Comparing Taiwanese and Israeli economies indicates that Taiwan has more economic weight than Israel, which reinforces the tendency of US pragmatism and increases Israeli concern:[9]

1. Taiwanese Gross Domestic Product (GDP) is $759.1 billion, compared to $446.8 billion for Israel, which means that Israeli GDP is only 58.9% of the Taiwanese.

2. The volume of US trade with Taiwan is equal to $105.9 billion, compared to $33.9 billion with Israel, meaning that Israel’s trade with the US is only 32% of the latter’s trade with Taiwan.

3. Israel is ranked 20 with power index score 0.3464 on the scale of military strength compared to Taiwan which is ranked 22 with power index score 0.4154,[10] noting that Israel is a nuclear state, while the US did not enable Taiwan to have nuclear weapon capabilities.

4. US President Joe Biden’s document on his strategic vision for the coming period[11] clearly emphasizes the priority of the Pacific region over the Middle East, in light of the increasing competition in the Pacific. This signifies an increase in the strategic value of Taiwan in that region at the expense of the countries of the Middle East, including Israel. especially with the increase of US studies that refer to Israel as a strategic burden rather than an asset.[12]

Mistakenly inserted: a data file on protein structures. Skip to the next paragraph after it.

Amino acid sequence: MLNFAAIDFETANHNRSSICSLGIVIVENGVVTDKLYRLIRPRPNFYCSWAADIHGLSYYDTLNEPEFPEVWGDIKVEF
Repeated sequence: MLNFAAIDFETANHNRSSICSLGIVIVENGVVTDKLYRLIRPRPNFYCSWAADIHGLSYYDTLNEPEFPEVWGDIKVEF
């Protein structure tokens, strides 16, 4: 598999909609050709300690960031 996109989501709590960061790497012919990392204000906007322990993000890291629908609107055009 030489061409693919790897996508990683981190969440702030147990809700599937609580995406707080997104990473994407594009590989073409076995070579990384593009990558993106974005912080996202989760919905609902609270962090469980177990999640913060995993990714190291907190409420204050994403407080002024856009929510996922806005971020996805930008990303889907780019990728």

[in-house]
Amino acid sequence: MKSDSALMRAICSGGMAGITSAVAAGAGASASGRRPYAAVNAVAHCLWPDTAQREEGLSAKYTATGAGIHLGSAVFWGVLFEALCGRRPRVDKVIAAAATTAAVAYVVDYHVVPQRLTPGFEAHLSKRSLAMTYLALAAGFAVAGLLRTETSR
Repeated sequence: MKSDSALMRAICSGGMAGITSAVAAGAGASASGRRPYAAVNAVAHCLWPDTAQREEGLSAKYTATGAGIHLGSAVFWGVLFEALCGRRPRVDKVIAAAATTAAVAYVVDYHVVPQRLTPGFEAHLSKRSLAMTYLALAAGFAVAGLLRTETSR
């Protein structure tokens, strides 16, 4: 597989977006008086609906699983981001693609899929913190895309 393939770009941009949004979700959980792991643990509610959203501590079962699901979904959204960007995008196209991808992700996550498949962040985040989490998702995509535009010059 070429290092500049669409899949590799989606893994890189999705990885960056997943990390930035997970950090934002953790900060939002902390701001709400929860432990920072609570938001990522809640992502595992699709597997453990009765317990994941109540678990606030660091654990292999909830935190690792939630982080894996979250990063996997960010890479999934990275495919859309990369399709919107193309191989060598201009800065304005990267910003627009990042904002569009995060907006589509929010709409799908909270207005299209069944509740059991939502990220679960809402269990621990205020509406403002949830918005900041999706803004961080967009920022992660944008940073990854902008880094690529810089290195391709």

5. The difference in conventional power metrics (area and population); as the population of Taiwan is about 24 million, compared to approximately 9 million for Israel, noting that social homogeneity is much higher in Taiwan than in Israel. Also, the area of ​​Taiwan reaches 36 thousand square kilometers compared to about 21 thousand square kilometers for Israel.